A 54-year-old man with a diffuse type of atherosclerosis, including coronary three-vessel disease with severely impaired left ventricular function after posterior wall infarction, high-grade stenosis of the left subclavian artery, occlusion of the left common and superficial femoral arteries, occlusion of the right superficial femoral artery, and 90% stenosis of the left renal artery, was referred for interventional and surgical therapy. Known risk factors were smoking, hyperlipidemia, and hypertension. The serum creatinine concentration was elevated by 1.35 mg/dL, and the creatinine clearance was reduced by 58 mL/min. Average blood pressure measurements obtained by ambulatory 24-hour monitoring were systolic, 146 mm Hg; diastolic, 83 mm Hg; and mean, 102 mm Hg. The patient was taking three antihypertensive drugs. The difference of the intrarenal resistance index between the two kidneys, according to Pourcelot, was 0.09 (0.68 for the right kidney and 0.59 for the left kidney).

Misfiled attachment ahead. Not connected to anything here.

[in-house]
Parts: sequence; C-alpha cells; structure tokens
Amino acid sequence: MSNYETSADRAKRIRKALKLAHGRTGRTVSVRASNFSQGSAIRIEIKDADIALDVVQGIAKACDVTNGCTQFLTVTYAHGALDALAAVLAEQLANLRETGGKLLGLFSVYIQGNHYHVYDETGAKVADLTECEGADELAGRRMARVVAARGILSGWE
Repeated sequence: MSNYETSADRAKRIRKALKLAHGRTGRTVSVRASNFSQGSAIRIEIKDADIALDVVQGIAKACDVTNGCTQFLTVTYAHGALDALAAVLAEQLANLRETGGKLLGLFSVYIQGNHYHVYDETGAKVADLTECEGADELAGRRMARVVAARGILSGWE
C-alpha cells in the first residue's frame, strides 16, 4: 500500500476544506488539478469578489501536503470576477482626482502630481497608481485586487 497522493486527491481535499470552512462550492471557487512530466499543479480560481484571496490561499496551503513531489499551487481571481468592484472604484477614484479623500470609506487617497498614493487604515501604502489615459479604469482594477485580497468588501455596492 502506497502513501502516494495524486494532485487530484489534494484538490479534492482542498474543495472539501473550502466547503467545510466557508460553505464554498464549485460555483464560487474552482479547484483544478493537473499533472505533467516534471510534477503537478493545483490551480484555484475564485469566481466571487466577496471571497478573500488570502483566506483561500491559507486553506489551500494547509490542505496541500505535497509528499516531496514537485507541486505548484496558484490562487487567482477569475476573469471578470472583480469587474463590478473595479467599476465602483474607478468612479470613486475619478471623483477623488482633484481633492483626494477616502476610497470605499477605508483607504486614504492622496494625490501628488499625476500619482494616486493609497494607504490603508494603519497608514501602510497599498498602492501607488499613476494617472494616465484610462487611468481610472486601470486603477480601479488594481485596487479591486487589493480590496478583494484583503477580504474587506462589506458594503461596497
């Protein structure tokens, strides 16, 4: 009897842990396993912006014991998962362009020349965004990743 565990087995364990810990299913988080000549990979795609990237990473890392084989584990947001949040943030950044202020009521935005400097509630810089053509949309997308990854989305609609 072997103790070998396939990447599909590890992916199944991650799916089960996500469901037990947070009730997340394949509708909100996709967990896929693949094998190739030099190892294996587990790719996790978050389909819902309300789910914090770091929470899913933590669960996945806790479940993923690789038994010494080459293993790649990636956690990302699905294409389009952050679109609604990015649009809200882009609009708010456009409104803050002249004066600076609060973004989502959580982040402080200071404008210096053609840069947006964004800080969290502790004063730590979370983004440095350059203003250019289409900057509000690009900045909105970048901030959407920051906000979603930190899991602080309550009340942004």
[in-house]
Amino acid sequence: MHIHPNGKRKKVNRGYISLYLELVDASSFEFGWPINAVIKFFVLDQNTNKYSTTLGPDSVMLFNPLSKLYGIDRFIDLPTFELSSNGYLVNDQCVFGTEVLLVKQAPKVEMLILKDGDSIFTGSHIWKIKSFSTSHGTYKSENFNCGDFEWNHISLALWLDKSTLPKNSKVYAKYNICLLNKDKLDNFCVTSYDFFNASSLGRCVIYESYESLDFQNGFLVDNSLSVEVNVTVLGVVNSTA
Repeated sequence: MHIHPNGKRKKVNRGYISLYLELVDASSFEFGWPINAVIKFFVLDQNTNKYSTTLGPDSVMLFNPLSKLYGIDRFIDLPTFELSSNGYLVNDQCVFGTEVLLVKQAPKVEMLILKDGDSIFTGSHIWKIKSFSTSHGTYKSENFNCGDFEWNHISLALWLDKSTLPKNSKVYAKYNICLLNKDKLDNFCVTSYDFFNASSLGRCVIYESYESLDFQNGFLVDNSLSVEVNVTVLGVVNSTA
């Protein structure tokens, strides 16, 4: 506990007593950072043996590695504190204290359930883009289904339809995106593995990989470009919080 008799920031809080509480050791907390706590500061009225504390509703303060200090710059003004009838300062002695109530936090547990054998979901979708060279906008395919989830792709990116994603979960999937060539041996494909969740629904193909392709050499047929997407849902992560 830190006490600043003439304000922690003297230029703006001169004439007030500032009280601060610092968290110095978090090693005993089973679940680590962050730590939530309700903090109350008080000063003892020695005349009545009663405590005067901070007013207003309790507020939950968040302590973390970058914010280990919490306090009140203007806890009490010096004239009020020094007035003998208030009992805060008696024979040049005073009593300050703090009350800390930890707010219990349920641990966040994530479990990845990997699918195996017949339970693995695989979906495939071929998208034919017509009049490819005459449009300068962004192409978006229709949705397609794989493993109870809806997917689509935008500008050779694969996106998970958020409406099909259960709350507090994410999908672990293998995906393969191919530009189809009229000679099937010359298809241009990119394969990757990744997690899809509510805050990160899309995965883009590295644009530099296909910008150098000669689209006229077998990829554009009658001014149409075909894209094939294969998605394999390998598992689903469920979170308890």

Stent-supported angioplasty of the left subclavian artery and left renal artery (implantation of a Palmaz P 204 stent, 5-mm balloon) and recanalization of the left common and superficial femoral arteries were performed in the first session. Recanalization of the right superficial femoral artery was performed in the second session. Six weeks later, the patient successfully underwent surgical coronary artery revascularization.
The resistance index of the left kidney was equalized immediately after the intervention (0.68 for both kidneys). After 6 and 12 months, serum creatinine concentration decreased to 1.00 mg/dL and 0.95 mg/dL, respectively, and creatinine clearance increased to 83 mL/min and 88 mL/min, respectively. Average blood pressure measurements dropped to 127/71 mm Hg with a mean of 92 mm Hg at 6 months and 121/75 mm Hg with a mean of 91 mm Hg at 12 months, despite an ongoing reduction of antihypertensive drugs by one drug.
This patient, who had a diffuse type of atherosclerosis, underlines
the results of our study, showing that patients benefit from stent-supported revascularization, even with unilateral severe renal artery stenosis, par-
ticularly those with preinterventionally impaired renal and left ventricular function.